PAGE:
Gary is now an inspirational advocate who uses his own experiences to campaign for a change in attitude to and support for the homeless. He attended our first group of sessions.
"I never imagined I would become homeless. But after the breakdown of a relationship of seventeen years I was pretty broken. I had always been a family man with no other plans and I didn't know what to do. I went on a drinking binge for three years and I lost everything.
When I became homeless I found I didn't count. Government legislation discriminates against some people. For instance various categories including women with children or ex prisoners have to be rehoused but single men or women don't meet the criteria where anyone has a duty to care. I believe that there should be equal rights and that everyone who needs help should get supported.
In my case when I hit rock bottom it took days for me to get the paperwork sorted so the Salvation Army could help me. In the meantime I had nowhere to go and was forced to sleep on the streets for four nights. I stayed with the Salvation Army for eight months until I got a bunch of people from there to come with me and protest. I stood on the council steps for weeks until I got somewhere to stay.
For the last two years I have been campaigning for a voice for the homeless. It is about fairness but also I want the public to realise that homeless people are not all drug addicts and alcoholics. That is just a drawer to put them away in, out of sight, but people need to see the bigger picture before they make judgements. They need to ask what made them turn to drugs or drink. There is a personal tragedy behind every homeless person.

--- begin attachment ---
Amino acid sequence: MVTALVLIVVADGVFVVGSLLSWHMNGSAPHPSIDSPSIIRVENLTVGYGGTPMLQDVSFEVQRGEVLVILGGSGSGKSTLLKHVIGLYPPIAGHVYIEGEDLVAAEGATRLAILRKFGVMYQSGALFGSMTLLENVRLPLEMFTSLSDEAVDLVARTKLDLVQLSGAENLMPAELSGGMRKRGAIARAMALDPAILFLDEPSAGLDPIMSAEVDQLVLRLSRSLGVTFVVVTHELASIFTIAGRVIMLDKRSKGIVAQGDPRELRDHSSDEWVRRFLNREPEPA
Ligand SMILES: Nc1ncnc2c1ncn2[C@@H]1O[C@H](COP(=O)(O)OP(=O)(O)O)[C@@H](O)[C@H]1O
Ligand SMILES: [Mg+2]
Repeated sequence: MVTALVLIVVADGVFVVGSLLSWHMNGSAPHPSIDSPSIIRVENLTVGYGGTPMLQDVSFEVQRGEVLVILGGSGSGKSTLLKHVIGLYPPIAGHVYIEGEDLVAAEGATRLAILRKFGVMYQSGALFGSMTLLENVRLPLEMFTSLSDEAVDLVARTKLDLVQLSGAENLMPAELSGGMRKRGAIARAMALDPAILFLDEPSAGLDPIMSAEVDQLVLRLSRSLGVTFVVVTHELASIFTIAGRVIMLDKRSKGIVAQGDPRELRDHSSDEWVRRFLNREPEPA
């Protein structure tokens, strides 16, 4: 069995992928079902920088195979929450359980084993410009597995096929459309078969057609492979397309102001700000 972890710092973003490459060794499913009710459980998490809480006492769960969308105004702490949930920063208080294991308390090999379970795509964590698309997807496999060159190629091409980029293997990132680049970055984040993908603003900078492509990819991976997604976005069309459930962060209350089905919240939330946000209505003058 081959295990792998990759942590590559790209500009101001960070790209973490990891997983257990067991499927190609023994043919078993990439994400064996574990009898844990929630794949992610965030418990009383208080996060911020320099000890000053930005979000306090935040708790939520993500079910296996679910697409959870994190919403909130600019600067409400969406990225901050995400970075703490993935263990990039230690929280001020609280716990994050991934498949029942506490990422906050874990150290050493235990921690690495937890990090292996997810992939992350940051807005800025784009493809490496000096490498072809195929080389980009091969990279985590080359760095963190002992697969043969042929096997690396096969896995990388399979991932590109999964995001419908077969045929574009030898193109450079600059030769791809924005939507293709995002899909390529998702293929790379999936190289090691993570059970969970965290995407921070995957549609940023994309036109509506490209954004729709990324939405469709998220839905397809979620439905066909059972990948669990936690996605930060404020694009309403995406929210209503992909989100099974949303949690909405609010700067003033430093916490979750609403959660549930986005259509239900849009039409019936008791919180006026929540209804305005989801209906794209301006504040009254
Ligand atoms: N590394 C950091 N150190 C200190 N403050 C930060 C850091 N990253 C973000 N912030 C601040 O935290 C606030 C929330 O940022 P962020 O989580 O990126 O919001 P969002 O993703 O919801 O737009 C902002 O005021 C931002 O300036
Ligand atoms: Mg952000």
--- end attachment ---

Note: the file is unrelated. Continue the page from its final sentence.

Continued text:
The way the legislation deals with homeless actually causes more of these problems as broken and vulnerable people end up on the streets with other street drinkers and addicts. I know that once you are down you get stuck in a lifestyle and even if you want to sort your life out, it is hard to escape. The problem is only going to get worse. The recession and planned benefit cuts will mean there will be a lot more street sleepers in the near future. There is lots going on in Bradford for the homeless but it is charity led and church led.
Everyone at Bradford College has been fantastic. The lecturers were great and the students did us proud. Some of the learners had never touched a computer before so the students did a lot to help them. I had used Adobe before but I have learnt so much now that will really help me in the future.
I am going to bring out my own street paper called Hidden Voices in 2011. It will be all about housing the homeless in Bradford. I made permanent connections with the students who have all volunteered to help with the street paper. Lucy took what I had and did a layout for me that has really transformed it and made it look great. Their own work has fantastic words and pictures. The project has been empowering for us and for the students. They learnt a lot from us and together we can change perceptions about homelessness in College and beyond.”